Adjusting to life in Germany

From day one, we knew that life would be different here in Germany.

Adjusting to life in Germany was going to take some time, we knew that; The culture, the language, the expectations of us as representatives of our country. What we didn’t expect was the little things like appliances, food handling and behaviour in public.


The fridges are small. This means that one must go shopping often to keep the house stocked. Milk, for example, does not come in 4L bags anymore. It is hard to find a large carton of milk as most stores only have the slender cartons. I end up buying 3 cartons at a time, and they last just over 4 days between the 4 of us. It’s a good thing milk is so cheap here.

Washers and dryers are also small. Don’t wait all week to do a load; every other day at the least. The laundromats also have small units, and only one large unit per location where one generally does their sheets, comforters and pillows. While we were in the hotel, we had a few days worth of laundry for the 3 of us, and we were shocked to find such small machines. Luckily the big one was free but an hour later when a comforter walked in the door, we got a few side glances until our load was finished.

Food Handling

Eggs are not washed at the farms. I noticed this when I checked for broken shells and noticed chicken poop still on the shells. It has something to do with compromising the shell and allowing salmonella to enter the eggs. Since North America washes the shells, we also refrigerate in order to keep the salmonella at bay. We are accustomed to refrigerating our eggs so they are still stored in the fridge, but the shells must be washed before handling and cracking to make sure no chicken ‘matter’ enters the egg and ruins your meal.

Booze is cheap. Enough said.

Chicken is expensive and pork is not. Exact opposite of Canada. You want boneless, skinless, you’re looking at 6 euro/kg.  I have yet to find a butcher that gives quantity discount, probably because no one has the fridge space for a whole cow.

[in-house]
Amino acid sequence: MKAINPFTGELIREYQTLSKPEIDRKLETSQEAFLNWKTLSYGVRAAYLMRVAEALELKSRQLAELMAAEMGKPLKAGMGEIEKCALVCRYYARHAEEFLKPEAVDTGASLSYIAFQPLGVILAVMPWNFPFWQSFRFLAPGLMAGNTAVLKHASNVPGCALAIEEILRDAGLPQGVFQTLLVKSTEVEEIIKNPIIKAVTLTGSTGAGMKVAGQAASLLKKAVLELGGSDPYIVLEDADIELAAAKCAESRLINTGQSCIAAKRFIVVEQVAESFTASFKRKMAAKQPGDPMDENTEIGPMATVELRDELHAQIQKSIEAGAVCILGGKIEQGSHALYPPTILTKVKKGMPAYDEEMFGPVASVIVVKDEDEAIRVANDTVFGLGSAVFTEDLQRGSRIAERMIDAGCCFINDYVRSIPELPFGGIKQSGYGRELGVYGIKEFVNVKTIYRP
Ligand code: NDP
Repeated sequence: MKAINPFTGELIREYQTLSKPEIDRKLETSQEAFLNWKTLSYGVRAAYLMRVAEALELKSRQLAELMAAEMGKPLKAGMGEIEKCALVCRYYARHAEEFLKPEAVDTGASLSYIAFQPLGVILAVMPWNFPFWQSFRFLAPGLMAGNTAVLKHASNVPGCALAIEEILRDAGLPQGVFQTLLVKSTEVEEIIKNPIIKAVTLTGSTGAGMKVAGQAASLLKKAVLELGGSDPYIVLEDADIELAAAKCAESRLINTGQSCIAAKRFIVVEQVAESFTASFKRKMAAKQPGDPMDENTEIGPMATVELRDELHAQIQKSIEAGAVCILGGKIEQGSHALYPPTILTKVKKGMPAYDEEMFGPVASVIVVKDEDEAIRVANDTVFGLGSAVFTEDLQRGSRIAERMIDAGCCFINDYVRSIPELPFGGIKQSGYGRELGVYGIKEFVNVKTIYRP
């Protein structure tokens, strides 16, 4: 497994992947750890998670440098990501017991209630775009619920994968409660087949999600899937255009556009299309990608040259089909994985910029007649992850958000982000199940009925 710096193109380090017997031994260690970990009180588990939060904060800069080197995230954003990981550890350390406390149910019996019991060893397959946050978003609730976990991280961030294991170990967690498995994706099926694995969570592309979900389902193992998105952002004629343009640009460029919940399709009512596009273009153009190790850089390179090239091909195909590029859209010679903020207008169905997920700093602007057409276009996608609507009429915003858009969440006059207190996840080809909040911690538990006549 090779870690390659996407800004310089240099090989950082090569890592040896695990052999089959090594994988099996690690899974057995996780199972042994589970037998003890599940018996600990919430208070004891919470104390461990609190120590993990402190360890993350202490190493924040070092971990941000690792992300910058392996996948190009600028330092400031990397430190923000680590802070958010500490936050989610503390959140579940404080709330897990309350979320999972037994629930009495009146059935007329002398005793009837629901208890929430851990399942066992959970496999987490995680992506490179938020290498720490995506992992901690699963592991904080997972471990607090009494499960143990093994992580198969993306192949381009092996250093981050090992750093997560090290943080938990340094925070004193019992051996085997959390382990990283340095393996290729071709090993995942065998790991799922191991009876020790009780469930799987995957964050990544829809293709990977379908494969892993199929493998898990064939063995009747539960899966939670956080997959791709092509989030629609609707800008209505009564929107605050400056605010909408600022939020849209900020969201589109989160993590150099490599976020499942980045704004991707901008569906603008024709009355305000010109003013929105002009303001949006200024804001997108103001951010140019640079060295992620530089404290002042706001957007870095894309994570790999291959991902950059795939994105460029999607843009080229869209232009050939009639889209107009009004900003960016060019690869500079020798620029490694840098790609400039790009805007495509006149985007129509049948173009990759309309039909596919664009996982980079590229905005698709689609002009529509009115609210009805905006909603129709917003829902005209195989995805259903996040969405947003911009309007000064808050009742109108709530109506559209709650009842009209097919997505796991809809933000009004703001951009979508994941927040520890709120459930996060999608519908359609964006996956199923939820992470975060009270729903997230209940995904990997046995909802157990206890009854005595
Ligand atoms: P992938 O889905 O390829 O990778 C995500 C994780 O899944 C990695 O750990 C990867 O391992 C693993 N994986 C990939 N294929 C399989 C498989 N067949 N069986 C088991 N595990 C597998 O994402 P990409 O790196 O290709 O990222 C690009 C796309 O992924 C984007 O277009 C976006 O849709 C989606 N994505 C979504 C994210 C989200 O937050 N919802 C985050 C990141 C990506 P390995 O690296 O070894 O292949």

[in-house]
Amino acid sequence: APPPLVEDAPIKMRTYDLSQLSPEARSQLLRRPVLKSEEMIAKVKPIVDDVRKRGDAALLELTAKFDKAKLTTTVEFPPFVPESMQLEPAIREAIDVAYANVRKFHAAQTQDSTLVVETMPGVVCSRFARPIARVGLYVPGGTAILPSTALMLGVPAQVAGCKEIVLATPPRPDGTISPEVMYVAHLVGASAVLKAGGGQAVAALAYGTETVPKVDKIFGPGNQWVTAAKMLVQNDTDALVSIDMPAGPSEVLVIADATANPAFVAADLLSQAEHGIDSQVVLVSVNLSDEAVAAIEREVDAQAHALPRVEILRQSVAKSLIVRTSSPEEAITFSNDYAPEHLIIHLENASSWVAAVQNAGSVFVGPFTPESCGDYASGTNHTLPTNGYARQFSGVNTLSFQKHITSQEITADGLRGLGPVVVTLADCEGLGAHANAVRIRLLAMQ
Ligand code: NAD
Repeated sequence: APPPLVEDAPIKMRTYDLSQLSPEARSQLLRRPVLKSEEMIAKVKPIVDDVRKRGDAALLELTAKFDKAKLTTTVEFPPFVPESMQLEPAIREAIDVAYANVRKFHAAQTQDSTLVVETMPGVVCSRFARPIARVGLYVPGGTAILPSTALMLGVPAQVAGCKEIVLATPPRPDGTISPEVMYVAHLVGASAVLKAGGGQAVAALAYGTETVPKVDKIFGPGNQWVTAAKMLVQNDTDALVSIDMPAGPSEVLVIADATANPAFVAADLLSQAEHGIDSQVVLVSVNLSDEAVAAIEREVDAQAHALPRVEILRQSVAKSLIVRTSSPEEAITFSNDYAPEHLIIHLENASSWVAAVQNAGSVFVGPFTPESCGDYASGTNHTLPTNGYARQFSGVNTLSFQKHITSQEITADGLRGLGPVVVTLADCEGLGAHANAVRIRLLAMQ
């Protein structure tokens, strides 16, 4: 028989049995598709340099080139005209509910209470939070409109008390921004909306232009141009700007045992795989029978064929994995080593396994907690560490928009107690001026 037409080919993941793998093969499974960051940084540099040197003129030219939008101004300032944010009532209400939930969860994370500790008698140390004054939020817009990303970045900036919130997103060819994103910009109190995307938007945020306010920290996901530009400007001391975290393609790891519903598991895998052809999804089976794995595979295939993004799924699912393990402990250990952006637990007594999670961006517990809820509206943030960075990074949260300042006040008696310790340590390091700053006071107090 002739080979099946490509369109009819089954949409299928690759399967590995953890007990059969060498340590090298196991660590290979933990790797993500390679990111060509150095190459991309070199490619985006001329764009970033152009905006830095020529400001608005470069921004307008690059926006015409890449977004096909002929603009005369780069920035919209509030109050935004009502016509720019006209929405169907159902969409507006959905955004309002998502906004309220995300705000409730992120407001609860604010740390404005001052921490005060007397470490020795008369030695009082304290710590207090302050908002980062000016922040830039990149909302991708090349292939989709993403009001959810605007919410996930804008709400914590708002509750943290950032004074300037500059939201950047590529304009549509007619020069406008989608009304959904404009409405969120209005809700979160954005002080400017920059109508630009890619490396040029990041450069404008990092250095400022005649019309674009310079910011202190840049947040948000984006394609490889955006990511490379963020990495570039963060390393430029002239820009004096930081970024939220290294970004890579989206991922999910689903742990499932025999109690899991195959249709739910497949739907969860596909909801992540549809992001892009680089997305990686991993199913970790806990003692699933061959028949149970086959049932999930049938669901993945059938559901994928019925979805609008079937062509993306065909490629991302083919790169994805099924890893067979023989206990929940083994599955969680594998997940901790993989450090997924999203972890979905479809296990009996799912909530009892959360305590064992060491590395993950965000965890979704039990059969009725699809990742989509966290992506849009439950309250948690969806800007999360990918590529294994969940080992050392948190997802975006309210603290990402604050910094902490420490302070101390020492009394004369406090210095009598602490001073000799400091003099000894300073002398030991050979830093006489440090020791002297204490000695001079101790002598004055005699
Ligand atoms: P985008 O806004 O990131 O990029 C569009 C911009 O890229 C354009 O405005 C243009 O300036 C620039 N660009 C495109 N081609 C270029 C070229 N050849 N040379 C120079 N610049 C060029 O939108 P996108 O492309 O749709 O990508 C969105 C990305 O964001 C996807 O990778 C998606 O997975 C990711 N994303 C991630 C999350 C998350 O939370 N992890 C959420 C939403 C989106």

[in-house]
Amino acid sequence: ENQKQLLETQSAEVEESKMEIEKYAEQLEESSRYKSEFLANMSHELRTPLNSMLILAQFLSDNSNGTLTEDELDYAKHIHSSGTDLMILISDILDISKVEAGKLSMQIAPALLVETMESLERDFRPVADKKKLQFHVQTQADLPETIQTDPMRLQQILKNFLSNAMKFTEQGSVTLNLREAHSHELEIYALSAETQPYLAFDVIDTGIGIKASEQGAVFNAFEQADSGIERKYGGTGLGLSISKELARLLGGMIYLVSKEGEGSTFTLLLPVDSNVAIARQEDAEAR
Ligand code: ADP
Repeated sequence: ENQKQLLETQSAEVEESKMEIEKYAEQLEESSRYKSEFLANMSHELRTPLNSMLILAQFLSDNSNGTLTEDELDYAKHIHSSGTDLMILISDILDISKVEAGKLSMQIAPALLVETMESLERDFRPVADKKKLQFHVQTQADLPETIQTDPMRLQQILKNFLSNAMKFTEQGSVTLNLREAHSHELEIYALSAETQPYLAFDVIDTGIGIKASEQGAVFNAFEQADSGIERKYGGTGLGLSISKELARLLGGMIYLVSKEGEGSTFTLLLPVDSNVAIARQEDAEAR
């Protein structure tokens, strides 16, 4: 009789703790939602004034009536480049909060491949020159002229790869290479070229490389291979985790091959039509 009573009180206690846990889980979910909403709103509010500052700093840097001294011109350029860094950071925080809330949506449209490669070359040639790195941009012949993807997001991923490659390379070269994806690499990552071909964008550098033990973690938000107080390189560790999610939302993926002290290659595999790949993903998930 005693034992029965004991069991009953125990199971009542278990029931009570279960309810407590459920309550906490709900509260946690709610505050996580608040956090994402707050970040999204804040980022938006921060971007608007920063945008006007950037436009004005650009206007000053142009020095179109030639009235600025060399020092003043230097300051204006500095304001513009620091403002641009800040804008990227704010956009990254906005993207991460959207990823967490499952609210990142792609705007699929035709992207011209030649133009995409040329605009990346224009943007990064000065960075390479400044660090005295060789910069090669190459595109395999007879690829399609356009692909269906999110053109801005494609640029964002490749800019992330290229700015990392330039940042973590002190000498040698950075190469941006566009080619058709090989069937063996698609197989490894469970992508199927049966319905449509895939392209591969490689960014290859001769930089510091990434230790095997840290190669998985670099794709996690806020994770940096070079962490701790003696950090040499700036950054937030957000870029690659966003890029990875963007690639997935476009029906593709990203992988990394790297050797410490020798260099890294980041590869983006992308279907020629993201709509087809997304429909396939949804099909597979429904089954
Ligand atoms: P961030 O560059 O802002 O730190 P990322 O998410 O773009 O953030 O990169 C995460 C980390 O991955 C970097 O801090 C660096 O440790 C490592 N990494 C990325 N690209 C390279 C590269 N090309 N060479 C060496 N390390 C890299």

Most burgers are made with ground pork, instead of ground beef. At the store, you have to specify which animal you are referring to. Restaurants also specify if their burgers are made with pork or beef. Personally, I don’t like ground pork outside of my Tortiere so I tend to avoid those places.

The public space

Beds don’t have traditional box springs. Ikea is a prime example of this. They sell bed frames, but instead of a box spring that needs to match the mattress, it is wooden slates like that of a toddler bed.  We only saw 6 houses while searching for our rental unit, but all 6 of them had narrow, closed in stair ways.

And finally, Street parking is not only a thing, it’s a must. There are way too many cars in Europe and they can’t possibly make enough car parks. When they say to go 50 km/h on the side streets, they aren’t kidding. Double lanes quickly turn into single lanes with two way traffic; have fun navigating that one on a corner at night. It’s mostly in the subdivisions but sometimes it can spill over into the main roads or school zones.

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By | 2017-03-21T22:40:43+00:00 December 7th, 2014|Moving to Germany|

One Comment

  1. Melissa January 12, 2015 at 1:02 am - Reply

    “Booze is cheap. Enough said.” This made me smile. I got pregnant right after we arrived in Germany (literally about a week after we landed), and I used to get frustrated that ordering water in restaurants was twice the price of my husband’s beer (which I’d have preferred had I not been expecting).

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